Worried by various climate change-induced environmental challenges in the country, professional land surveyors are seeking roles to mitigate its adverse effects on human settlement and environment. DAYO AYEYEMI reports
For a long time now, the telling effect of climate change has continued to put urban centres, many lives and the environment in danger. It has consistently compelled stakeholders, encompassing the government, non-governmental/civil society organisations, religious bodies, professional institutions and residents to find ways to mitigate the negative and dangerous effects on humanity.
Part of the problem has been the rapid population growth in Nigerian city centres and urban extension, which has stretched the boundaries of some of the cities to unsustainable limits. Perturbed by the current challenges posed by climate change and the lopsided approaches being adopted in resolving flooding cases, drought and desertification – leading to incessant clash between herdsmen and farmers, professional land surveyors under the auspices of the Nigerian Institution of Surveying (NIS) have tasked the Federal Government and policy makers on the need to seek their expertise in resolving the issue.
According to them, being professionals in charge of various geo-spatial data, they have the knowledge and expertise necessary for adaptation to climate change in order to protect and prevent future disasters resulting from this change in nature.
Speaking with New Telegraph during the 13th edition of Adekunle Kukoyi Memorial Annual Lecture organised by the Lagos State branch of NIS, some of the professionals blamed the crises in the middle belt on effect of climate change, saying that surveyors have a big role to play in whatever solution the Federal Government is proferring. The late Adekunle Kukoyi was the president of the institution from 1973 to 1978.
Experts’ perspective Lagos, NIS Chairman, Mr. Adeleke Adesina, stated that the issue of climate change had become a global problem that is being discussed world over, adding that surveyors as stakeholders in the environment and land matters must add their voices on ways to combat disasters posed by climate change. According to him, surveyors should be contacted in the proposal to mitigate climate change, especially the proposed grazing law in the country, adding that they have relevant land information for planning. He said that surveyors could identify, survey and manage grazing and farm sites.
He said: “Promoters of grazing law should identify surveyors; it should acknowledge that there are surveyors. “If you jettison them, the repercussion will be there later.” Immediate past Chairman of the branch, Mr. Gbenga Alara, noted that climate change had become a global phenomenon caused by human activities.
He pointed out that it had become a collective thing on the part of every human being to salvage the environment, adding that the government must put in place sustainable and right policy that will guide man in its existence. On the role of surveyors, Alara said that they were to make sure that everything is in the right position, ensure proper planning and carry out monitoring to best serve humanity.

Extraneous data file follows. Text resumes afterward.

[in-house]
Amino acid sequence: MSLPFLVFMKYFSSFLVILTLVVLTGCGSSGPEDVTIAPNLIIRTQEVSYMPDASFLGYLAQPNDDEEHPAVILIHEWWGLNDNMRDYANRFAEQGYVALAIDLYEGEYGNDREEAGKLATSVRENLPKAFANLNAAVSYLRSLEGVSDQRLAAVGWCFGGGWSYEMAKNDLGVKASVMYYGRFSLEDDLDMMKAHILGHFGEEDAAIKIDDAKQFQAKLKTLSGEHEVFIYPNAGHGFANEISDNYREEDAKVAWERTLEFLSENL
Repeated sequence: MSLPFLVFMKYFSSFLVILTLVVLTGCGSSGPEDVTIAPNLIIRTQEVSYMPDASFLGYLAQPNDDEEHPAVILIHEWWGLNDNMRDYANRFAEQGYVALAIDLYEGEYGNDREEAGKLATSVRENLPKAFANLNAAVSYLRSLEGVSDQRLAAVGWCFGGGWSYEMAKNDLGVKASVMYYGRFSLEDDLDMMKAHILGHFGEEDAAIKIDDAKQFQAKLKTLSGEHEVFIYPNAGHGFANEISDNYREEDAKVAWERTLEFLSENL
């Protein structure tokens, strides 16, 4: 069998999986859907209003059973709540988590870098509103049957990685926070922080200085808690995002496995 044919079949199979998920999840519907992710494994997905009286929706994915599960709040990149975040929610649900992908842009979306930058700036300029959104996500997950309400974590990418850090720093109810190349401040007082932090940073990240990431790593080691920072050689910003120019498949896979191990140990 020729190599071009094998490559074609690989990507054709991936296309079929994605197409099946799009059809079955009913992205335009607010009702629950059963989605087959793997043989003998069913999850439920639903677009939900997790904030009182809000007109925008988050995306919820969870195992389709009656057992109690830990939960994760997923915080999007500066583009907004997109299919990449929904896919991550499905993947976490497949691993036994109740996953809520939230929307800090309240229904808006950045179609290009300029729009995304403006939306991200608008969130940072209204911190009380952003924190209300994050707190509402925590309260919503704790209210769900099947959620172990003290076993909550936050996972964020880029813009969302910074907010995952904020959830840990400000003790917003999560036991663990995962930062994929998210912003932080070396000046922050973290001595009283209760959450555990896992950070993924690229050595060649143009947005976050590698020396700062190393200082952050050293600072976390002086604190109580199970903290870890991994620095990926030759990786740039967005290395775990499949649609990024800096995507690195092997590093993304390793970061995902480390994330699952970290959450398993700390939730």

A former Minister of Industry, Chief (Mrs) Oniikepo Akande, who was a guest speaker at the forum, noted that the dependence on cars and lack of public transport infrastructure has indicated both social and political problems, pointing out that sustainability of living environment had become an issue that needs to be addressed on various levels. She said: “Climate change affects livelihoods, human settlements and land use patterns.
The manner in which decisions about access to, use of, and control over resources are implemented and enforced are central to the success of climate change adaptation and mitigation.” She challenged surveyors on the critical roles of protecting the environment in the areas of development design, project management, land administration, information management and monitoring. Akande advised policymakers and the government to tap into the expertise of skilled professionals if the war against climate change and environmental degradation is to achieve the desired results of saving lives and protecting the environment.
Akande, who is also the Chairman, New Partnership for Africa’s Development (NEPAD), Nigeria Business Group, tasked surveyors to rise to the occasion, saying that they had the knowledge and expertise necessary for adaptation to climate change.
“You work with the land, people, political and social institutions in developing, building and maintaining towns and cities. These put you at a very important position to advocate and lead the agenda to protect the present and future victims of climate related disasters,” Akande said.
Reiterating the importance of surveyors as custodians of accurate land information, Akande, who is also the immediate past Chairman, Lagos Chamber of Commerce, advised policy makers on ways to tackle challenges of climate change, saying they should consult for accurate and relevant information on land usage. She enjoined surveyors through their various associations to ensure developmental projects and also comply with best practices and environmental standards.
The starting point for surveyors in the fight against climate change is commitment to identifying and promoting global best practices and sustainable utilisation of land.
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